Charity president and entrepreneur Alan Mak hopes the reshuffle will boost economic growth and strengthen society
David Cameron's official spokesman said last week's (re)shuffle was designed to "look to the future" and ensure "we have the right ministers in place to deliver the government's programme". The Prime Minister's new team has the potential to deliver not just a stronger economy but also a stronger society. The reshuffle brings in new talent, more energy and bold ideas to tackle Britain’s key challenges: in the short term, energising economic growth, and in the long-term, building an upwardly-mobile Opportunity Society. It puts figures with serious private sector experience into economic ministries like the Treasury and BIS, whilst ensuring social reform is at the heart of the education department, DWP and DLCG. It unambiguously shifts the Government's focus from legislating on reform to delivering on reform, giving the Conservative-Lib Dem coalition renewed focus. It was a positive reshuffle.
At the heart of energising economic growth and boosting the UK's economic competitiveness on the global stage are the eye-catching changes at the Treasury and BIS. Paul Deighton, Chief Executive of LOCOG, organisers of the London 2012 Olympic Games, and former European COO at Goldman Sachs joins the Treasury (and the House of Lords) to ensure major infrastructure projects, necessary for economic growth and social well-being, are delivered as effectively as London2012. Respublica Trustee Simon Lee rightly described Deighton's appointment as being "gold star" quality. Greg Clark comes in as the new City Minister, giving the Square Mile a much needed government champion, whilst former Deutsche Bank senior Managing Director turned MP Sajid Javid becomes Economic Secretary. Javid is also an expert on trade with emerging markets, which he talked about with passion during our trip to this year's Republican National Convention in Tampa. Rising star Matt Hancock and former Duncan Bannatyne business partner Michael Fallon go to BIS to kick-start deregulation and supply-side reforms. A familiar face, Ken Clarke, who oversaw sustained economic growth while addressing the government deficit in the Major government joins the Growth Committee. Lord Green, the former Chairman and CEO of HSBC, retains his key role as joint BIS-Foreign Office Minister for Trade and Investment, overseeing UKTI. The Coalition's deficit-reduction plan has so far ensured Britain has retained its triple-A credit rating, kept interest rates low, and ensured the bond markets retain their confidence in Britain’s ability to pay its debts. This week's Ministerial changes build on that progress, and come on the back of a promising verdict from the World Economic Forum – organiser of the high-profile Davos summit – which ranked Britain 8th in the world in its Global Competitiveness Report. This is up two places from last year and ahead of all but two G8 countries.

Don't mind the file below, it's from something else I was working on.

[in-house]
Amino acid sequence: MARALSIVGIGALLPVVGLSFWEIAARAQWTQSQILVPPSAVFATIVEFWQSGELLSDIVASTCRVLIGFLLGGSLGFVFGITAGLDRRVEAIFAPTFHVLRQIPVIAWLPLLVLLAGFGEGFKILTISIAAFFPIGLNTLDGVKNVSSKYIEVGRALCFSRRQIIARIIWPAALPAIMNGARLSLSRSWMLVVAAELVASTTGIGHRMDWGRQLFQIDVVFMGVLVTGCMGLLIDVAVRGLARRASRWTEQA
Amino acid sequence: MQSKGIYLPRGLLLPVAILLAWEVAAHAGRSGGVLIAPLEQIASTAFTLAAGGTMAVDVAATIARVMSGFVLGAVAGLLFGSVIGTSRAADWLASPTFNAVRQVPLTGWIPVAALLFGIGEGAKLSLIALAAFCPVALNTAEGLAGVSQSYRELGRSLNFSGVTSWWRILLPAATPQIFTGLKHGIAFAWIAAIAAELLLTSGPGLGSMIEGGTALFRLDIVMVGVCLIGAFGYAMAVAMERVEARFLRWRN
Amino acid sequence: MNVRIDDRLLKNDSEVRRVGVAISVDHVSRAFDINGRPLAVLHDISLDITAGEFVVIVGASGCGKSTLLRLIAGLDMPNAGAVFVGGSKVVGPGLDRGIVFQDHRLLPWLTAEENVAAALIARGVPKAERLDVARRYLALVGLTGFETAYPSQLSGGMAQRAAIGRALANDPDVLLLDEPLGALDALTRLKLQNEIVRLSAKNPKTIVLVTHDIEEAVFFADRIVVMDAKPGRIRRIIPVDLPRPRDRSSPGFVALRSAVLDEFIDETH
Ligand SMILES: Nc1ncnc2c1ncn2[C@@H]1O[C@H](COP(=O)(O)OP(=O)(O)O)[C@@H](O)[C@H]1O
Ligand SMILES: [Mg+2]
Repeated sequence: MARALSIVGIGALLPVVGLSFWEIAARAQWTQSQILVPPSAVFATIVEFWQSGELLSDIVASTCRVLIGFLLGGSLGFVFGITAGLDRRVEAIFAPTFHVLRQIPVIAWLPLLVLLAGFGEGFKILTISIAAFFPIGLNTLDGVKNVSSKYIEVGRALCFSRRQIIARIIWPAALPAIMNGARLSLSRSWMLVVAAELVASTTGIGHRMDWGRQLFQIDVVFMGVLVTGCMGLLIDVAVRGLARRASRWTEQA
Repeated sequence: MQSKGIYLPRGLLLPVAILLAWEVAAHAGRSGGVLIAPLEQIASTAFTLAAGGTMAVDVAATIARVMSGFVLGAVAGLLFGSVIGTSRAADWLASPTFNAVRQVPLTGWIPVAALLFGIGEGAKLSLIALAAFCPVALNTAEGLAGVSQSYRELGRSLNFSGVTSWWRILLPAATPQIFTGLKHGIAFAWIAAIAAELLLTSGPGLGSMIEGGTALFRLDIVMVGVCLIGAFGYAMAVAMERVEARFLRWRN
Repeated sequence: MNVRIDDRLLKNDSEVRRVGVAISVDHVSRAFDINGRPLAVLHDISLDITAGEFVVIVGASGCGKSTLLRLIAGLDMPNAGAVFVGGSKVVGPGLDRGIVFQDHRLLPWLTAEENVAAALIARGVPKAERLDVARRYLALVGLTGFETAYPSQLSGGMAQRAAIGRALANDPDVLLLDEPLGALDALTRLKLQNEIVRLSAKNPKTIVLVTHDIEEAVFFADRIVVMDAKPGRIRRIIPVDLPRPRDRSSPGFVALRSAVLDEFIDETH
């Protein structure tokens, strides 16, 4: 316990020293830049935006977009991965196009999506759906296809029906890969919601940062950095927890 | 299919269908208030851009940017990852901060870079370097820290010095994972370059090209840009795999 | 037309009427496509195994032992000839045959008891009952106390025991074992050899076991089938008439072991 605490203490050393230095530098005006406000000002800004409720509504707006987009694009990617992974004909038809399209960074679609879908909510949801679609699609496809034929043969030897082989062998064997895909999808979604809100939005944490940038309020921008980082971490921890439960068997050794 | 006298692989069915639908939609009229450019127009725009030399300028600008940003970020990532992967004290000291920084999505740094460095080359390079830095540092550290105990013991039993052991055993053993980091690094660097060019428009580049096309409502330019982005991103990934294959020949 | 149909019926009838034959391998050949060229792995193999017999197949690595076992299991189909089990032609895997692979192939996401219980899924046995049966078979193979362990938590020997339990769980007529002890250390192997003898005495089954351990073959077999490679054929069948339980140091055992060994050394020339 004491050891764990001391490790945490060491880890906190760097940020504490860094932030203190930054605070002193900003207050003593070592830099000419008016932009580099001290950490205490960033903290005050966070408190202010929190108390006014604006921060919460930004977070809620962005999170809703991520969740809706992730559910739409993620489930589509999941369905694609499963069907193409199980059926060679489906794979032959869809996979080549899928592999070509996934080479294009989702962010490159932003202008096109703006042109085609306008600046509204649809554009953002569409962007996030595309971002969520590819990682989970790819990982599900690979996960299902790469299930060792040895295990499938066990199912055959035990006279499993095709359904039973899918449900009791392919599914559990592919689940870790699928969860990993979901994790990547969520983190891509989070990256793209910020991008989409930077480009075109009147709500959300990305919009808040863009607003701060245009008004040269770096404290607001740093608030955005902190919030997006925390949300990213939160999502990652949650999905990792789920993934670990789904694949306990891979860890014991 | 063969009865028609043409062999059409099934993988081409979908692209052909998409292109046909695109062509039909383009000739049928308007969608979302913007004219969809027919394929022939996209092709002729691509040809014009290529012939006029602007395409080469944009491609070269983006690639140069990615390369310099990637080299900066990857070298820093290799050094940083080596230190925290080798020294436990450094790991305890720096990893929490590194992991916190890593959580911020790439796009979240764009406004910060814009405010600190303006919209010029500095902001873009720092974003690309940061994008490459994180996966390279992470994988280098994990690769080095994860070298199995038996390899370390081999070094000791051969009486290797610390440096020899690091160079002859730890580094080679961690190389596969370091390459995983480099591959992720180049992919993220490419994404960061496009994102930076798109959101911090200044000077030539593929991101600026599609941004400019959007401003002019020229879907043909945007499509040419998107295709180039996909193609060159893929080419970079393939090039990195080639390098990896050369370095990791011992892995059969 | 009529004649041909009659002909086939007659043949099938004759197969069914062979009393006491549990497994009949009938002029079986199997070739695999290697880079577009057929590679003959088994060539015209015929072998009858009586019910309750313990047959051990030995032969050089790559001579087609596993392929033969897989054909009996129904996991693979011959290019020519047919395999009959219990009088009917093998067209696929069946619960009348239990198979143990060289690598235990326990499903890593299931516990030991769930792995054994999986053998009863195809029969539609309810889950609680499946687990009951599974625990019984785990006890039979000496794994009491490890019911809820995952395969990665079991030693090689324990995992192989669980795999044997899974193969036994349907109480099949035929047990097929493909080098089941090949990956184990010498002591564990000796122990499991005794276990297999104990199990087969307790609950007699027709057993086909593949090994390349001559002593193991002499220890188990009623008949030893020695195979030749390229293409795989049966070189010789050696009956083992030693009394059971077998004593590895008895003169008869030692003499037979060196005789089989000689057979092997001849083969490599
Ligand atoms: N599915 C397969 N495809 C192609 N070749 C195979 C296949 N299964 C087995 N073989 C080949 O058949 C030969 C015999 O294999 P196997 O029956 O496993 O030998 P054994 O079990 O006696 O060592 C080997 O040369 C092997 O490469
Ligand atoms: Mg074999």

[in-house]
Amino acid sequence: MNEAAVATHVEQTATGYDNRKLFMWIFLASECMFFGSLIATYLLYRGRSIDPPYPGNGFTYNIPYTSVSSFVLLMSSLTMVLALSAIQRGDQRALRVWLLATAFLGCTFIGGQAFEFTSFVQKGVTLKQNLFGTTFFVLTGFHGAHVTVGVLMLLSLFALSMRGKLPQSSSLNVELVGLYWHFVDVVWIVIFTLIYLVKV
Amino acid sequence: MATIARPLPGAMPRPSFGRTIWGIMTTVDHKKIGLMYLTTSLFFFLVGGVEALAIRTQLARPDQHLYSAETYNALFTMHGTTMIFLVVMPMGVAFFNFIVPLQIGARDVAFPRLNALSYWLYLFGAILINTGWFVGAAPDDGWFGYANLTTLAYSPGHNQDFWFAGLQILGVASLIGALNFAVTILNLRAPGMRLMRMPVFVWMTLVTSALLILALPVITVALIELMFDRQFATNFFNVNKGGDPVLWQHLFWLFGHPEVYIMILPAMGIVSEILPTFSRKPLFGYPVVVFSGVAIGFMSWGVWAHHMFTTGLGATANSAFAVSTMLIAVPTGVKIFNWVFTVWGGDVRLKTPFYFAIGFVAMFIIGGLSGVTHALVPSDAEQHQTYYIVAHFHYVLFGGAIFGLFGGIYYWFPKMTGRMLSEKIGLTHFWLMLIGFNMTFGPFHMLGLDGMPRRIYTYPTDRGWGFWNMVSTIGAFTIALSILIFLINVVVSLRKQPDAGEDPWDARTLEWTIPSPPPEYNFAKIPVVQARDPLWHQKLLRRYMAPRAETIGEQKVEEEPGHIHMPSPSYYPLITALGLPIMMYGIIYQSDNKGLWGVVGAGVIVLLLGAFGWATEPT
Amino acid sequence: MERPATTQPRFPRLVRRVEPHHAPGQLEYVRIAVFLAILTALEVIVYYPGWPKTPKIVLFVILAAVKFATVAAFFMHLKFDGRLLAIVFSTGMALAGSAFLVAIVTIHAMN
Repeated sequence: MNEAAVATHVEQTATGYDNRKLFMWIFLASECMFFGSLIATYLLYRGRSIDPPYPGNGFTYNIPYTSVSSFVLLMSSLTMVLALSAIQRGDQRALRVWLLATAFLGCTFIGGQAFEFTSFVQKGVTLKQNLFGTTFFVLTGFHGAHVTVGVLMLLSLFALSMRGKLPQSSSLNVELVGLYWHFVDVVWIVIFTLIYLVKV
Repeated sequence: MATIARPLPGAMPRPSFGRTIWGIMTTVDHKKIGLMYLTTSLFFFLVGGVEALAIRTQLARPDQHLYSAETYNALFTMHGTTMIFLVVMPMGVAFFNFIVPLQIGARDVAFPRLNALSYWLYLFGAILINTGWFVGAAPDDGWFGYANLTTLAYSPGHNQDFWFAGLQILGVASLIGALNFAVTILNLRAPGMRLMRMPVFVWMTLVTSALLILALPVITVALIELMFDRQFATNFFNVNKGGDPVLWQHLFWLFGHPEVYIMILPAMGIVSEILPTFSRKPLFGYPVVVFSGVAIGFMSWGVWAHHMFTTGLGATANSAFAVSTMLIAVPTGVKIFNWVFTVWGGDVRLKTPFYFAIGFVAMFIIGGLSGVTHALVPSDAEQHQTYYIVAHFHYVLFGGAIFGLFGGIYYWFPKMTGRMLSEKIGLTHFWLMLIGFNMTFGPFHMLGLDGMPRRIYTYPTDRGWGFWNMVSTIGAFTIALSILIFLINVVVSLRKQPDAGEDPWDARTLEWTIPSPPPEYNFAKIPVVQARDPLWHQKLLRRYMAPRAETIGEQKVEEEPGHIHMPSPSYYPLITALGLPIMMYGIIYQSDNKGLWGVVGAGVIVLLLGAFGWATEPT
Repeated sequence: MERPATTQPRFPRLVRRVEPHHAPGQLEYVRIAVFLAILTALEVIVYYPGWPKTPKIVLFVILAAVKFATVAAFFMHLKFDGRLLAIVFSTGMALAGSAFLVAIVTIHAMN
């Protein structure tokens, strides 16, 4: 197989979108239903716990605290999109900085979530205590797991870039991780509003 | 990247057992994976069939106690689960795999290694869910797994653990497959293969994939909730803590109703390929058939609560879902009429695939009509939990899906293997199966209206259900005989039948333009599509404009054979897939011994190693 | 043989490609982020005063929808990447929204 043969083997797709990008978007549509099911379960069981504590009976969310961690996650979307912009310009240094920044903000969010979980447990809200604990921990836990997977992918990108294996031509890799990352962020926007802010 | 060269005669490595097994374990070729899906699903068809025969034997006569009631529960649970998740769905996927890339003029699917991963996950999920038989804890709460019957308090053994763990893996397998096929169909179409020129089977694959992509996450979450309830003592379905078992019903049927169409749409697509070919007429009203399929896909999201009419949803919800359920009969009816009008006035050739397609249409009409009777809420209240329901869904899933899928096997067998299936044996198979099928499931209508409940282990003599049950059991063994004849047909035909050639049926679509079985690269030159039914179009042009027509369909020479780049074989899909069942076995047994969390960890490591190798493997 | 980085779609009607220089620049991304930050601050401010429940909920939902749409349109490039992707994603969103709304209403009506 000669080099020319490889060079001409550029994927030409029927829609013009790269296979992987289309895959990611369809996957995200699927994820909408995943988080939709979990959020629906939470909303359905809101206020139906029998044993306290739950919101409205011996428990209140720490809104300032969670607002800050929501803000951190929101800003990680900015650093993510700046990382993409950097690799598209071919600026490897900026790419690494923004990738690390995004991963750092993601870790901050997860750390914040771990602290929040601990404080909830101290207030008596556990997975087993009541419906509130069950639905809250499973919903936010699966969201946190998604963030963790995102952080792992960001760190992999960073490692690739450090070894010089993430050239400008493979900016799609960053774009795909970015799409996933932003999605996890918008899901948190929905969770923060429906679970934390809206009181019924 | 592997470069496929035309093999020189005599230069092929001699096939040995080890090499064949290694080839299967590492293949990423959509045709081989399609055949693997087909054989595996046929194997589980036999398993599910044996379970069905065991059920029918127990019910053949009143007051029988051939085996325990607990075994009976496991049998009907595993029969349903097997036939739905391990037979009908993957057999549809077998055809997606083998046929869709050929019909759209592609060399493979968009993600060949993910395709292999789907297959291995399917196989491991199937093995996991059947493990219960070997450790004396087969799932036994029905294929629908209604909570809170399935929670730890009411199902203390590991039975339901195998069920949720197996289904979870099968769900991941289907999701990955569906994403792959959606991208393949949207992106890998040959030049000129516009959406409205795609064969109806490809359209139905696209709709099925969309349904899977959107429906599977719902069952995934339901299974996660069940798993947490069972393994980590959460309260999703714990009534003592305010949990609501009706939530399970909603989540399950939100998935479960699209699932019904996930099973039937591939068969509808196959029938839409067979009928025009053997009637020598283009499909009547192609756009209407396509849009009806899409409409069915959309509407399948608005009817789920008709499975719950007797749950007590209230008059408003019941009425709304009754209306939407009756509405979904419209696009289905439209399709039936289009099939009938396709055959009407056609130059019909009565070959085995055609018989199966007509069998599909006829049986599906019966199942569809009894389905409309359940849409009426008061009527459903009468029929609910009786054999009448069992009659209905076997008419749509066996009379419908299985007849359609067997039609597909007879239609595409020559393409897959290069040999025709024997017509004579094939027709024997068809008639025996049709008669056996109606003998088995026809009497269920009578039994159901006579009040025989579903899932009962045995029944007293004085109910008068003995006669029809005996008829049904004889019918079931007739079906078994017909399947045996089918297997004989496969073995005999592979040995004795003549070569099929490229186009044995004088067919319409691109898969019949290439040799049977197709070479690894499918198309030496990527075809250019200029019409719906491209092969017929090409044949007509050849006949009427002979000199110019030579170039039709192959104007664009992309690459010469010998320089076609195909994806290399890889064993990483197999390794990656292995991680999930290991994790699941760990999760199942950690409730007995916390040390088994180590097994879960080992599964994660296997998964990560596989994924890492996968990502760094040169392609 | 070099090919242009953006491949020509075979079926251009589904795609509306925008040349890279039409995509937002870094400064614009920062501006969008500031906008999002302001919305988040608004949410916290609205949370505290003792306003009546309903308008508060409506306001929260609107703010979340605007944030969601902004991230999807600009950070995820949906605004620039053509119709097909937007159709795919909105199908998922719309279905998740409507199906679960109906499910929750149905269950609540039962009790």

Economic recovery is certainly good news for everyone, but as we build a stronger economy, we need to ensure that we build a stronger society too, so that opportunity and prosperity touch even the hardest-to-reach communities in Britain. Education is key to social progress and upward mobility, so the appointment of Liz Truss, another rising star, and campaigner for better childcare for working women, social mobility and higher educational standards is extremely positive. Truss and Orange Booker David Laws should bring more free market principles to solving social problems. I hope they will work with me and Magic Breakfast to tackle child hunger, poverty and educational failure in Britain's toughest communities. Former Treasury Minister Mark Hoban joins DWP to ensure the government's drive to move people from welfare to work retains its momentum, and the Universal Credit is implemented effectively. DWP has led the government's reforming agenda, and with the addition of 2010 intake MP Esther McVey, another strong advocate of social mobility, should ensure that continues. The Department for Communities and Local Government, largely responsible for spearheading the Big Society agenda of localism, decentralisation and civic engagement kept its Secretary, Eric Pickles, in place, whilst popular Minister for Civil Society, Nick Hurd, who I've worked with as part of the City Philanthropy Action Group and the Big Society Awards, keeps his post driving forward the government's belief that charities, churches and communities are often better placed to tackle social problems than Whitehall.
As they draw to a close, the London Olympics didn’t just reaffirm Britain’s place as a global forum for sport. They also cemented our position as a global business hub – the pop-up “British Business Embassy” at Lancaster House hosted 4,000 global business leaders and brokered £14bn worth of deals for UK businesses – and as a nation where 70,000 Games Maker volunteers from all walks of life can bring the Big Society to life in a way that government cannot.
For sure Britain must do even more to build both a stronger economy and a stronger society. Greater infrastructure investment, and new airports to better connect us to each other and the fast-growth economies. Less red tape and lower taxes on the SMEs and entrepreneurs who are our keenest exporters and job-creators. Education reforms that put STEM subjects (science, technology, engineering and maths) and modern languages at the heart of a new curriculum to compete to give even the poorest children a chance to succeed. But last week's reshuffle, injecting new energy, ideas and expertise at the heart of government, is a big step in the right direction, and a stronger economy and a stronger society can be this Cabinet's most enduring legacy.